Josh, visiting one such vendor, discovered that the atelier (workshop) could make any product in aluminum if they had a model. He covertly swiped one of my wooden candlesticks and had the artisans at Alumada make copies in aluminum as a Christmas present for me. (Pretty creative idea, i thought :-) ). After seeing the work at the atelier himself, he thought it would be a neat family field trip for the boys to watch the products being made by hand. We made such a visit in January where I took these photos.
Aluminum products will be new additions in the Distaff&Spindle 2015 sale(s) and I'm hoping we can begin a new business relationship with them.
Stephanie and I on my last visit to Madagascar to pick up stock in January/February 2020, 5 years after we began our business-friendship. :-)
I am so pleased to continue my partnership with Stephanie + her Artisans at AluMada. She has shown me her commitment to providing good working conditions + life sustainable income for her employees.
AluMada is Woman Owned, and staffed entirely of Malagasy Artisans. I am 'merely' a fan and supporter of their work, and have developed my own unique jewelry and decorative pieces from the building blocks they so skillfully create.
Alumada has a unique history as Stephanie, the current owner's grandfather, is known to be the initiator of the craft in Madagascar:
The Grandfather of the current artist, was born in 1919 in Ambatolampy. In 1939, requisitioned by the French, he joined the front in Europe. On his return in 1942, inspired by what he had seen in the world and the remains of the work of Jean Laborde, he imagined building a smelter. His early works were of bronze bells. Suspected by the French of supplying arms to the Malagasy insurgents, he was imprisoned for 2 years in Antananarivo. He escaped in 1949 and hid in the mountains near Ankaratra to be forgotten. He returned in 1951 and quietly resumed his passion: the foundry. Thus are born the first pots Ambatolampy ...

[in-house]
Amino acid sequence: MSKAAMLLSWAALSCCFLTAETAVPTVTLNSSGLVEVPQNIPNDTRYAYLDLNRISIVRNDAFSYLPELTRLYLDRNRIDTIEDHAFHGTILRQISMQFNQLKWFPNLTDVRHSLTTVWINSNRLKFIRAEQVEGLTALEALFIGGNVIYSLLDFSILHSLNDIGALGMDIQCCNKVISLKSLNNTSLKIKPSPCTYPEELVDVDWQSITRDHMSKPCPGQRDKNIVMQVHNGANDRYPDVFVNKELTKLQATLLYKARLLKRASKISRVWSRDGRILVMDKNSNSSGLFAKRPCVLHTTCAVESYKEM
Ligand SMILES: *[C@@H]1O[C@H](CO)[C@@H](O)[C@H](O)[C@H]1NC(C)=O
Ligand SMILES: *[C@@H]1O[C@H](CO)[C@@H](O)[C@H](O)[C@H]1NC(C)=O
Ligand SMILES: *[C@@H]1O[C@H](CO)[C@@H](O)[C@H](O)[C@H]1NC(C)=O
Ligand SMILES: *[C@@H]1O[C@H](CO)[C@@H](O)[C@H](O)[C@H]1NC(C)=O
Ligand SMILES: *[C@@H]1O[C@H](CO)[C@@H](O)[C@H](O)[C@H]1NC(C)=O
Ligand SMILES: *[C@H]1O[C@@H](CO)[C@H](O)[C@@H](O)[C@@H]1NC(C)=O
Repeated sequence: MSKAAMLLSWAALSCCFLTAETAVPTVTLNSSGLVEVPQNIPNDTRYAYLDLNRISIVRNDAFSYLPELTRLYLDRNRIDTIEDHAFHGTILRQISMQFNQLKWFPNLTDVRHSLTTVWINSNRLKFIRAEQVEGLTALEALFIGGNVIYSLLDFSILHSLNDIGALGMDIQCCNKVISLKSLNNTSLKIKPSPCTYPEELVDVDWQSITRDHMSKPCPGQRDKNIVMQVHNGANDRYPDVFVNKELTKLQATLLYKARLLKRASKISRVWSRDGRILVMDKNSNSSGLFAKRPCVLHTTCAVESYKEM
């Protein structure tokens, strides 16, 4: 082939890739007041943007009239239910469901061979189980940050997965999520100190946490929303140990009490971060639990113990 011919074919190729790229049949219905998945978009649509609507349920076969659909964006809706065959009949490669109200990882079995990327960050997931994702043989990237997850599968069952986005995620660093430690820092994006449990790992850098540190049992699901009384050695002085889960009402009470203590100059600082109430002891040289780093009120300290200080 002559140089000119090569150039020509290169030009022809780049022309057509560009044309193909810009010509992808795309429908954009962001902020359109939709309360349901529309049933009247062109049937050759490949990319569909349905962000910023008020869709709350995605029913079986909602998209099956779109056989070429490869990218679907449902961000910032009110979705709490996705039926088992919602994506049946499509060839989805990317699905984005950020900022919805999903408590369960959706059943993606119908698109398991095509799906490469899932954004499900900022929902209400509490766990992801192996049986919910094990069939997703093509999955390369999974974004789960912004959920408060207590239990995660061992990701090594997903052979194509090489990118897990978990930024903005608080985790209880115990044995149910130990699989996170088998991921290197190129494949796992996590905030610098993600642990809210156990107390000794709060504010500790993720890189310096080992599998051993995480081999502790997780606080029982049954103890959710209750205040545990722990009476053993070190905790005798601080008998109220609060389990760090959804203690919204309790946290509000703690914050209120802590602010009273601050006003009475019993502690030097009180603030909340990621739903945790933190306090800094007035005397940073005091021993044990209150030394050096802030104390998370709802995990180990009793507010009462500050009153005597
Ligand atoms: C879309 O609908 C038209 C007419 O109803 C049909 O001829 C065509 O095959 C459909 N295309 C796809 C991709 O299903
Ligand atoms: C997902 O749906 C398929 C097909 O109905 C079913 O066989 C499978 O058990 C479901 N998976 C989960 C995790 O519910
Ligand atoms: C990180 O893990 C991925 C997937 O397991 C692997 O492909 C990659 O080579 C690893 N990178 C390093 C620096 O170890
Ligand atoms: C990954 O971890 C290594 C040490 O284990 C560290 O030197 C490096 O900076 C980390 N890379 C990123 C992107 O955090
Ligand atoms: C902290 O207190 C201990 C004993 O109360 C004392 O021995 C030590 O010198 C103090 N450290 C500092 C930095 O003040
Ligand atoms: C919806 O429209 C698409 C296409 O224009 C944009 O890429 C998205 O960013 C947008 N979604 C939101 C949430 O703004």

During the First Republic, Mr. RANDRIANANTOANINA was awarded the distinction of the Malagasy National Order. He died in 1993 after submitting his expertise to several generations of workers, and children including his granddaughter, Stephanie Ramanantoanina.
In the tradition of her father and grandfather, Stephanie Ramanantoanina is now developing a line of statuettes, ashtrays, unique decorative objects, and Aluminum jewelry. Stephanie's creativity and craftsmanship aspect of production also allows for customization of some of these objects (text, company logo, lacquering, packaging, ...).
Stephanie and her team of Alumada attach particular attention to the source of their raw materials (aluminum, copper, bronze, ...). The Alumada team uses only food aluminum (white aluminum from beverage cans) to make their jewelry, which is safer to wear and less likely to cause allergies. Alumada opens its doors to visitors to discover not only its products, but also the magical world of craft founders of Madagascar.
100% aluminium recyclé
100% création origina
Taken and adapted from http://www.hotel-niaouly.com/article-fonderie-d-aluminium-d-art-a-antananarivo-122819674.html